photo: Craig Cloutier via flickr.
Not six hours ago reports surfaced of India's environment minister, Jairam Ramesh, writing a letter to Prime Minister Manmohan Singh urging a more nuanced approach to climate policy going into COP15 -- delinking emission reduction commitments from financial assistance for climate change adaptation. Well, the Economic Times reports those comments have gotten Ramesh into hot water, forcing him to insist that India's climate policy is, in fact, unchanged:Media Reports 'Gross Distortion'
Ramesh characterized the media reports about the letter (first in the Times of India, then Reuters, where TreeHugger picked up the thread...) were a gross distortion, and that India's basic position regarding what the obligations of developed and developing nations should be required to do under a global climate change deal is the same as it ever was.
Basically, that India won't commit to binding international targets (but would implement some sort of domestic target) and that the rich nations of the world need to make deeper emission cuts, as well as provide assistance financially and technologically to developing nations.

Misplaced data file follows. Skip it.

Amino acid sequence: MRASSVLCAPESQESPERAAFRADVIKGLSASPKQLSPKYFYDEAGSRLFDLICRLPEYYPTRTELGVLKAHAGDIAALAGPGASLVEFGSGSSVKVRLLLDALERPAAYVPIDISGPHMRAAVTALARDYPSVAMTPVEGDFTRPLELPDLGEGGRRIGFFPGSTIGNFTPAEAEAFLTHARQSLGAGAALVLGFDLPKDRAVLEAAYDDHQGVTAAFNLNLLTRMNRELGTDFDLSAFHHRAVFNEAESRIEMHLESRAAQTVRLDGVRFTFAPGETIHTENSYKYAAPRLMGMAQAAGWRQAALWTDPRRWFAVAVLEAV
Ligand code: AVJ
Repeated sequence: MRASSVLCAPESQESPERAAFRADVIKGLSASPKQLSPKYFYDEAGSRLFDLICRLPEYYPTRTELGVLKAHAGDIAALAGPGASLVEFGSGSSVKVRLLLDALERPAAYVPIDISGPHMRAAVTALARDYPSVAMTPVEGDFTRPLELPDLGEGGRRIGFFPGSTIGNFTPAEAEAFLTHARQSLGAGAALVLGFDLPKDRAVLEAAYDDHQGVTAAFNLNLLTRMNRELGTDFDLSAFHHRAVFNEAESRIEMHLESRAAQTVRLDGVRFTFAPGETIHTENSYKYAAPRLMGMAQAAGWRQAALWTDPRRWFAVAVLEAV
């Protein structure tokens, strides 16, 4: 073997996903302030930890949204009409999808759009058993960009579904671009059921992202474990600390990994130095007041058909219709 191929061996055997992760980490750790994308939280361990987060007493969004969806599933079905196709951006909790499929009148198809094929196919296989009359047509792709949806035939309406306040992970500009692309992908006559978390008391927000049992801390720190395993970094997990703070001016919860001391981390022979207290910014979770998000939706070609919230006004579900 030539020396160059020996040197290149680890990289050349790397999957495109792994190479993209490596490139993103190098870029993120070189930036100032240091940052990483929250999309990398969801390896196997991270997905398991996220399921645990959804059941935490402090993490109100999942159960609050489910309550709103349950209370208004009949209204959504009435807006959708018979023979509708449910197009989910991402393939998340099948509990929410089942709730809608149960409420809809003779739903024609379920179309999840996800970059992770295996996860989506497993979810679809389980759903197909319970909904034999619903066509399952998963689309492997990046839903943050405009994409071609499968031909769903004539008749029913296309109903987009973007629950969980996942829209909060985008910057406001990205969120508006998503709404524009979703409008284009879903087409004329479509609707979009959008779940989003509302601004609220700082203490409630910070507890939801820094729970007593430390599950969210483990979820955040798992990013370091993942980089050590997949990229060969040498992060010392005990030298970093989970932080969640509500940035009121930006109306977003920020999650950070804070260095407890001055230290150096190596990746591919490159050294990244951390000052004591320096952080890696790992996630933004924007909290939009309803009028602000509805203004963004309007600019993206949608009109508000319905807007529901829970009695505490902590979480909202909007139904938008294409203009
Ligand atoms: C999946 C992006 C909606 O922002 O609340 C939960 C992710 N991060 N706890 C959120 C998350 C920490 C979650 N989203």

The Gross Distortion Wasn't Really in the Media...
The thing is, at least from the media reports I've seen, Ramesh truly didn't suggest otherwise. All he said was that India needed to make emission reductions in its own interests, regardless of what financial assistance was forthcoming.
Ultimately this uproar, and back-peddling by Ramesh, is more Indian domestic politics and the desire for India to be perceived as a world leader than anything else -- as this quote from Bharatiya Janata Party leader Arun Jaitley shows:
This change in India's position completely breaks the unity of developing countries, which form a large group of 131 nations and are popularly referred to as G77. It will undermine India's credibility as a leader of the developing nations, even in the WTO talks on the Doha round which are currently underway.
More Nuanced Climate Policy a Good Thing
Which is all fine, the desire to be perceived as a leader, but apparently the tendency in politics to see the desire for nuance as weakness, and paint issues in either-or oppositions, knows no national boundaries. And a case such as this -- India being the world's fourth largest emitter of carbon, yet having per capita carbon emissions that could probably increase while still be sustainable (if everyone in the world had them...) -- a little more acceptance and understanding of nuance could do all parties some good.
More: Economic Times
Global Climate Change
India's Environment Minister Calls for Unconditional Emissions Cuts
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